Thursday, March 29, 2018

 

PMT: I'm a lawyer. Here's why I wouldn't work for Donald Trump


The press has been reporting on the surprisingly small number of lawyers working for Donald Trump on his many legal challenges-- and the correspondingly large number of lawyers who have turned him down. 

One reason many lawyers have declined the President as a client--and this is legit--is because they have a conflict. A lawyer can't ethically represent one client who is involved in a criminal investigation as target or witness and then take on a second client involved in the same actions. That's because the interests of those two clients may well come into conflict, since they each have an incentive to work with the government to pursue the other. Because the Trump Administration has basically been the Full Employment Act for White Collar Defense Lawyers of 2018, a lot of lawyers are already representing folks in Trump's orbit.

That's not the only reason lawyers are turning Trump down.

Another reason may be related to Trump's infamous practice of not paying (and not fully paying) people who work for him. Why bust your butt for an ungrateful jerk who stiffs you? 

Then there is the client himself, who doesn't seem to take legal counseling very well. As in other areas, he seems to trust his own gut rather than the wisdom of his advisors, and that will give a criminal defense lawyer real indigestion.

Finally, there is something else... and it is the reason that I would not represent Trump. After all, I have no conflicts, I pretty much only do pro bono work, and I have some experience with reticent clients.

There is a myth that most lawyers are amoral-- that is, that they accept whatever client walks through the door with enough money to pay the fees. Certainly, some lawyers (and many big firms) are that way. But most of the lawyers I know well, and all of those that I respect, are not like that.  There is an over-arching principle that informs what they do, that unites them with the clients they represent most zealously and guides them as they build their vocation. Public defenders take their clients as they are, because they believe in their broader role in the system. Others are able to rely on their own values as they look at a case and decide whether they will take it.  There is a voice in their head that tells them where the line is that divides what they will do and what they simply will not do. And, it seems, Trump stands on the far side of that line for many who are most skilled at the area of law he finds himself immersed in.

What is it about Trump that puts him on the far side of that line? I think it comes back to arrogance and power. It is very hard to work for someone who has power and arrogance, and often those people make those around them complicit not only in what they do but the wrong that they do. When the long view becomes clear, I think that will be part of history's portrait of Mr. Donald J. Trump.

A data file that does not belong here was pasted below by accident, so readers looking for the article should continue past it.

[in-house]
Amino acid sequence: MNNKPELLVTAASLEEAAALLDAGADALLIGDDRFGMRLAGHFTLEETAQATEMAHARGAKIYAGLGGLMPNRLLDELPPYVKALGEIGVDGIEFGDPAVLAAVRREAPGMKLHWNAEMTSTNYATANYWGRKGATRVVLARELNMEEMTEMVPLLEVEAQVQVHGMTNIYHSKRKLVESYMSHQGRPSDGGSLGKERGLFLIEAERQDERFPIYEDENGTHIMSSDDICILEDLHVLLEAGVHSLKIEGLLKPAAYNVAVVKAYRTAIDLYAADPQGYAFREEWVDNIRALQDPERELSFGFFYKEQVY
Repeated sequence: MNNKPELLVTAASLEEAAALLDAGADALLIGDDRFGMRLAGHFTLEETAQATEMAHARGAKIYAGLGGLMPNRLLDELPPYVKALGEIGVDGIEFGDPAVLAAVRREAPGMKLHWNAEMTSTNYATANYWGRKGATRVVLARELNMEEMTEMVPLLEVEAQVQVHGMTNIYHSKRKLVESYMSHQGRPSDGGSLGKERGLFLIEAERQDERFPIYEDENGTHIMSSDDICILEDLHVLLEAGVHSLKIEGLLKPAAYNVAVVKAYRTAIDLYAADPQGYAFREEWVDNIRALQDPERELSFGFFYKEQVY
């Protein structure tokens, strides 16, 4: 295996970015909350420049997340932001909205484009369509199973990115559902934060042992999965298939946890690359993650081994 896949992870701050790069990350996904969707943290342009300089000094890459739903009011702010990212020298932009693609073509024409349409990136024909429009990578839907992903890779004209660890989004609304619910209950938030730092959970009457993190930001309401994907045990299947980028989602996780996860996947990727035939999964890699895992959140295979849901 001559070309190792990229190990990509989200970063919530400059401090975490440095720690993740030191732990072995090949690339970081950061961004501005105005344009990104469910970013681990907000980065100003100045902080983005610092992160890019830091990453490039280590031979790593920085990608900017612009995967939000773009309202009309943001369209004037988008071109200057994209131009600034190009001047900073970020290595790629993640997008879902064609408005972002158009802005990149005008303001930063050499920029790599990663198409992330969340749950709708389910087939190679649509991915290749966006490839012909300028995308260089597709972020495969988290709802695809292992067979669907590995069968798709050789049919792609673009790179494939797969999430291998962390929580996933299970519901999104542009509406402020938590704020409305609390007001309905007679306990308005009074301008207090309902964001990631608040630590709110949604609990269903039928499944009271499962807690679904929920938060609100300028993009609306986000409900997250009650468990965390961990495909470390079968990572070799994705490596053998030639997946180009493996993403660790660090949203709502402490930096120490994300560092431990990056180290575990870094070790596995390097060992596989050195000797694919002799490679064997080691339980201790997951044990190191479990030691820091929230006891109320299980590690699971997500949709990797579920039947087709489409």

Comments:
Nice post, Mark. Very refreshing and timely.
 
All good points.

I am not a lawyer--but I might work for Trump for a couple or three or four reasons:

1. the naive belief that all clients deserve representation (even if they are arrogant jackholes who may never pay or praise their highly skilled practitioners)

2. for the challenge (Bob Mueller and team seem pretty damn formidable; if you beat these guys you pretty much beat the best) and, related, to make sure the immense power of the government does not crush an individual (albeit a rich and quasi-powerful one). And, again related, the American people elected a president. I might defend him on those grounds, seeing myself as the ultimate public defender defending the people's choice for government, ensuring that no special prosecutor speaking an esoteric language finds a back door to nullify a popular election.

But then again I am a registered contrarian.
 
WF-- On this one really, both sides are the government, which is an odd situation. As for "the challenge"-- it is true that Mueller's crew seems to have won the fantasy league draft.
 
It is never good when the lawyers need to hire lawyers. They are also having trouble finding interns. Again, it is too costly to work in "this" West Wing because you may need to hire counsel.

 
Hi Mark. Quick response to your important point. Yes. Both sides are the government (in fact), but, in this case, the system seems to be weighted against the President using the power of his office to defend himself against the government (isn't he required to use private counsel--NOT WH counsel or DOJ attorneys?). And I believe the potential indictment would read: "The United States of America against Donald Trump." So, in very real ways, in this situation (just like in prior similar cases of special prosecutors investigating previous presidents) the POTUS is treated more like a citizen accused than he is the head of the executive branch clothed in great power.
 
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